A major plan is expected to go before Cabinet next month that will address the abuse of legal drugs in Barbados.
Attorney General Adriel Brathwaite told Barbados TODAY the plan falls under a proposed National Anti-Drug Plan.
“We are presently finalizing our National Anti-Drug Plan which will see us having a more coordinated approach to how we address all drug-related issues, not just marijuana, but the use of synthetics, the use of heroine, cocaine, etcetera,” he added.
Brathwaite noted that due to the availability of marijuana in certain states of the United States, the Mexicans, for example, were going to shift to heavier heroine production.
“Which means you would have much more of that stuff coming through the region. And as you very well know, if it passes through the region, we will have a challenge in terms of more of our people using heroine, cocaine, etcetera; and we know what happens when this sort of stuff hits the street,” the Attorney-General noted.
He recalled that the National Council on Substance Abuse (NCSA) recently conducted a survey on the use of marijuana in schools, saying he was “more than a little bit concerned that we had guys in our junior school confessing to having used marijuana [and] alcohol”.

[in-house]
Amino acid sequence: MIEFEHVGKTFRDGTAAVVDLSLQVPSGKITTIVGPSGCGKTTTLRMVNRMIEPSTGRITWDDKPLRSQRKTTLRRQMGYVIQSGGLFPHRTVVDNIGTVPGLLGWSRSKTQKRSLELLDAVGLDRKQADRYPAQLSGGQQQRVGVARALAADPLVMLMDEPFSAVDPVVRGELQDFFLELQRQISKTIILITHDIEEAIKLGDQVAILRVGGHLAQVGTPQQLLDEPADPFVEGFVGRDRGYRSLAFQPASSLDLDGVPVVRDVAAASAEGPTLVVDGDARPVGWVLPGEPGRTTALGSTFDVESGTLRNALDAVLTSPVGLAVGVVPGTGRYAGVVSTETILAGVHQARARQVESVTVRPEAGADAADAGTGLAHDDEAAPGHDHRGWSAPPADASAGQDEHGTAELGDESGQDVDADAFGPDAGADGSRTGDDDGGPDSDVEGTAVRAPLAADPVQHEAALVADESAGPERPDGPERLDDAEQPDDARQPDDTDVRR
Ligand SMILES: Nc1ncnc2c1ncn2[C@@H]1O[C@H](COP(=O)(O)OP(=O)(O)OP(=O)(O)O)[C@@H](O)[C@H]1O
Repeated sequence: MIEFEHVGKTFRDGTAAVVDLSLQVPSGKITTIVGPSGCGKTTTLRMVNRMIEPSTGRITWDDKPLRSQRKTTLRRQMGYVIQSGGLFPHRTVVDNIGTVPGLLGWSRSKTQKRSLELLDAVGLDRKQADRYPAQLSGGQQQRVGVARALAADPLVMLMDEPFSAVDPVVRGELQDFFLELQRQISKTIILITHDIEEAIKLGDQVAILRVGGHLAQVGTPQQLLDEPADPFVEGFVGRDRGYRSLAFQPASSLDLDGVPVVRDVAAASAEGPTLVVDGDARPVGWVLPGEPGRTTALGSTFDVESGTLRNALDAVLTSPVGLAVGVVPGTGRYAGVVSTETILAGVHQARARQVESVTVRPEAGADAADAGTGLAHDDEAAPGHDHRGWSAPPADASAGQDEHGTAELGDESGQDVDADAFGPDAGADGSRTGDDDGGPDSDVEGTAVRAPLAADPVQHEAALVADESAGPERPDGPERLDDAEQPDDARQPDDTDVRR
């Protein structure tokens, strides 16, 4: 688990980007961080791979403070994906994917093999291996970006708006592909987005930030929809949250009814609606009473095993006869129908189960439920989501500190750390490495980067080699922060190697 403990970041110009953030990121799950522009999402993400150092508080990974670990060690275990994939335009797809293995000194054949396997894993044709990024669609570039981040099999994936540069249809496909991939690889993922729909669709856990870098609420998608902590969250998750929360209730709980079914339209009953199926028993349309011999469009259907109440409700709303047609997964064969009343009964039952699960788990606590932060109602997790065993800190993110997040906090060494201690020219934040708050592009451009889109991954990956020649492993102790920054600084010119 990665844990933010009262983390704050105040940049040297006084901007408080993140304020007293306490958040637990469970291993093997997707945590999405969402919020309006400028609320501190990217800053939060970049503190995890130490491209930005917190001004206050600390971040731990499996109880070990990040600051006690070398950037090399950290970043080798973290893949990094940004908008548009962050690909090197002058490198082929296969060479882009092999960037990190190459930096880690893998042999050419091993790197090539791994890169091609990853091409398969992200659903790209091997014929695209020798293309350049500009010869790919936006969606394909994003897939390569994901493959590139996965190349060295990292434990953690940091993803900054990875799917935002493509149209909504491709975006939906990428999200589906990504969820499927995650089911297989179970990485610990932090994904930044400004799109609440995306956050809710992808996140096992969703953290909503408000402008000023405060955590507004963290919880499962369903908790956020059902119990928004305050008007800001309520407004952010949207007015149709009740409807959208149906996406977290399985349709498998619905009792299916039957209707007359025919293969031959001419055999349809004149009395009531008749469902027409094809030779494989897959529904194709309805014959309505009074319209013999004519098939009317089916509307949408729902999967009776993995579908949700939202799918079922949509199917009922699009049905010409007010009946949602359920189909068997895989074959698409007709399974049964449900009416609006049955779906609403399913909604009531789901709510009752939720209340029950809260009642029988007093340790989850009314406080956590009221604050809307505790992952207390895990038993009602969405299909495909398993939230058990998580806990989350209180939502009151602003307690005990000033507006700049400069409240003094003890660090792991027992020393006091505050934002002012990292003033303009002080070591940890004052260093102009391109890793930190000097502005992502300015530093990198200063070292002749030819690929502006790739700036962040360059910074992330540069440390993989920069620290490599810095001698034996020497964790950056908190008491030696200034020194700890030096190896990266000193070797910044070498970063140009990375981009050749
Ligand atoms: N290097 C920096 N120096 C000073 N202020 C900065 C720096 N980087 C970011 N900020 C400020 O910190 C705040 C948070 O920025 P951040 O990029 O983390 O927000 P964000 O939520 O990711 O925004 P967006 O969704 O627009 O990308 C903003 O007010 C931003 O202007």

He said one or two other cases mentioned some harder drugs.
“So it is a real fight. It is a fight that we are going to need a collective approach, not just the criminal justice system . . . We place too much emphasis on the police. The emphasis needs to be on the families, on the church and on the schools and on the brothers and sisters, to move away young people from this type of behaviour, to keep them away from the criminal justice system,” the Cabinet Minister contended.
Brathwaite said the plan needed to be tweaked to include the availability and abuse of legal drugs.
“I would be surprised if I don’t take it [plan] to Cabinet next month. I just felt that the plan, when I was reading it, it struck me that the plan did not focus enough on the abuse of legal drugs. So we need to focus a lot more on the availability and abuse of legal drugs,” he stated.
He pointed out that in Toronto, Canada one of the greatest challenges was the abuse of legal drugs, particularly painkillers.